In an embodiment of the present invention, a plurality of pipe-wall mounted radio-frequency (RF), and/or microwave, and/or millimeter-wave frequency-range electromagnetic sensing probes, of the same, different and/or controllable/desired sensitivity depths, may be used to provide, for the measurement of properties of the liquid phase of the multiphase mixture, such as for example the thickness and WLR of the liquid layer flowing on the pipe-wall. In aspects of the present invention, a plurality of pipe-wall mounted open-ended coaxial probes (hereinafter referred to as coaxial probes or microwave probes) of different sensitivity depths may be used to provide, for the measurement of properties of the liquid phase of the multiphase mixture. In one embodiment, coaxial probes such as described in
In one embodiment of the present invention, the deep probe 10 and the shallow probe 220 are coupled with the pipe wall so as to be in contact with annular layer 233. With regard to a coaxial probe, as described above, such a probe may be characterized as having an inner conductor with an outer radius a, an outer conductor with an inner radius b and a probe inner-conductor/outer-conductor insulator, which is thermally and electrically stable and may comprise ceramics or glass, having a dielectric constant ∈p. Varying the values of a, b and ∈p of the probe determines the characteristic impedance Zo (where Zo≈(60/∈p 1/2)ln(b/a)) of the probe.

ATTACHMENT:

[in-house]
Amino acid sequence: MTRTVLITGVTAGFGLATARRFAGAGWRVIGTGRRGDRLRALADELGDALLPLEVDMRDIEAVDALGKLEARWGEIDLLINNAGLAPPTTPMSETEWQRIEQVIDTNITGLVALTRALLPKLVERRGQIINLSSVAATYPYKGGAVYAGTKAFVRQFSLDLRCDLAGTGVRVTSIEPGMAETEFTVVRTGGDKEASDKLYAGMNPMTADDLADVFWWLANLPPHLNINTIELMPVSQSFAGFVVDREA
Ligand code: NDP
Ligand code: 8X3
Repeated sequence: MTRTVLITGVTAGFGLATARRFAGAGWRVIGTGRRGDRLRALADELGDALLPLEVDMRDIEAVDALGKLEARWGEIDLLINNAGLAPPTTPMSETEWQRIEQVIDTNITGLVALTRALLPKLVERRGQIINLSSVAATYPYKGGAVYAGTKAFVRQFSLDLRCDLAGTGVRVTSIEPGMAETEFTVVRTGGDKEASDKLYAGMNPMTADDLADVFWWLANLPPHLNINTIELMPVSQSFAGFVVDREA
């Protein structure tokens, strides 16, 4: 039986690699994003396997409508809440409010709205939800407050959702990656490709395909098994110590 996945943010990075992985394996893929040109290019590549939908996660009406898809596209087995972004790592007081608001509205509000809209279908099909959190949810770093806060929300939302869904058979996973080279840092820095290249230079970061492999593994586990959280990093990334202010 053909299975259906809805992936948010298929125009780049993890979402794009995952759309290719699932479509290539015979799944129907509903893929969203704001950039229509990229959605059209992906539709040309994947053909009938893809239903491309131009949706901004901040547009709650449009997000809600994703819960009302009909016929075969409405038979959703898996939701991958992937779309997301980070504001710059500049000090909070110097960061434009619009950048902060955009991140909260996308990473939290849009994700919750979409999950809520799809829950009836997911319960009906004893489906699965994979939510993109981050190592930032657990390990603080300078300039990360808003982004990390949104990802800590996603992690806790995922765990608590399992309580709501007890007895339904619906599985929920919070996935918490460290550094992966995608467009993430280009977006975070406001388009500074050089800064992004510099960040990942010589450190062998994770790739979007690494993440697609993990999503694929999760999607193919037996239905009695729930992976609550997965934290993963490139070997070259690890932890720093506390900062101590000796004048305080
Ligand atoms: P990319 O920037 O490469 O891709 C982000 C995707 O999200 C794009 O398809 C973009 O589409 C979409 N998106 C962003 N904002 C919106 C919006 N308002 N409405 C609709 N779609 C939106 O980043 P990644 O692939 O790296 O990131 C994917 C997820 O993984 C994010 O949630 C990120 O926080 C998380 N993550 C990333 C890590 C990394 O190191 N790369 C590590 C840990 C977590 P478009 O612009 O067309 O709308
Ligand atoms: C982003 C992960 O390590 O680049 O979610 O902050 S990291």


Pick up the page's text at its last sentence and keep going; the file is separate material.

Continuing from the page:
The sensitivity depth of an open-ended coaxial probe is about equal to the inner radius b of the outer conductor of the probe. This sensitivity means that the probe is sensitive to the bulk electrical property (electrical permittivity and/or conductivity, or the complex permittivity) of a material within its sensitivity depth. As such, the probe may be used to sense an apparent permittivity ∈A of a material within its sensitivity depth. When the thickness (d) of a liquid layer covering the probe aperture increases beyond the sensitivity depth of the probe, the apparent permittivity ∈A measured by the probe equals the permittivity ∈L of the liquid-layer, for situations where the liquid layer is be backed by a gas layer, such as occurs in a swirling flow and/or annular flow. Consequently, use of a plurality of probes of a plurality of inner radius b (of the coaxial probe outer conductor) will cover a plurality of sensitivity depths into the liquid layer, enabling measuring liquid layer properties comprising complex permittivity, thickness, WLR etc.